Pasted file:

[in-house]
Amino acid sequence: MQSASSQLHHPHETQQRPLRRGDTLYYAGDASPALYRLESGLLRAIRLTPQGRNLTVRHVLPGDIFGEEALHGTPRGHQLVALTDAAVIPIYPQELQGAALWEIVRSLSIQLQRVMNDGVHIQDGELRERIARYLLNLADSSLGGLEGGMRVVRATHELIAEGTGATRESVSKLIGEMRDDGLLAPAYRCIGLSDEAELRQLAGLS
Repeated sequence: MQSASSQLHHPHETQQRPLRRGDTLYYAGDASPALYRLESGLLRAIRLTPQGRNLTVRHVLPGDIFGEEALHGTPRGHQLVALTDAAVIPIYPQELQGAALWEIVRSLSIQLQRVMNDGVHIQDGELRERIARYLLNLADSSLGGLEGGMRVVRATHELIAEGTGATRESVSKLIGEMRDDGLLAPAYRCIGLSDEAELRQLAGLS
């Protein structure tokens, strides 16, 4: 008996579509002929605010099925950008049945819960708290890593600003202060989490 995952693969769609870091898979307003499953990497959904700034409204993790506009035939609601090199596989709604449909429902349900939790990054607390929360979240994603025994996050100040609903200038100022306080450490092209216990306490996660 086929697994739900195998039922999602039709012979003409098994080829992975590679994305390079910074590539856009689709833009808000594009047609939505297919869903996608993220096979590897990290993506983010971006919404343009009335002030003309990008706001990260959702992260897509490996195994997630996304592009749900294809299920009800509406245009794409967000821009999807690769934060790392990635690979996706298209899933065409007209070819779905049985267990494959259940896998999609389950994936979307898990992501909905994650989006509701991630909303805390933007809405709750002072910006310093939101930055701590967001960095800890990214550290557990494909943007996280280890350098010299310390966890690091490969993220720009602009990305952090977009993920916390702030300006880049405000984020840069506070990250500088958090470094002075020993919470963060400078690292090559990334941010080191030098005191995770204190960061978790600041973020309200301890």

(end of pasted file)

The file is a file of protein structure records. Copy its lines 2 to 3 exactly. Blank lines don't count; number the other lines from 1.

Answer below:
Amino acid sequence: MQSASSQLHHPHETQQRPLRRGDTLYYAGDASPALYRLESGLLRAIRLTPQGRNLTVRHVLPGDIFGEEALHGTPRGHQLVALTDAAVIPIYPQELQGAALWEIVRSLSIQLQRVMNDGVHIQDGELRERIARYLLNLADSSLGGLEGGMRVVRATHELIAEGTGATRESVSKLIGEMRDDGLLAPAYRCIGLSDEAELRQLAGLS
Repeated sequence: MQSASSQLHHPHETQQRPLRRGDTLYYAGDASPALYRLESGLLRAIRLTPQGRNLTVRHVLPGDIFGEEALHGTPRGHQLVALTDAAVIPIYPQELQGAALWEIVRSLSIQLQRVMNDGVHIQDGELRERIARYLLNLADSSLGGLEGGMRVVRATHELIAEGTGATRESVSKLIGEMRDDGLLAPAYRCIGLSDEAELRQLAGLS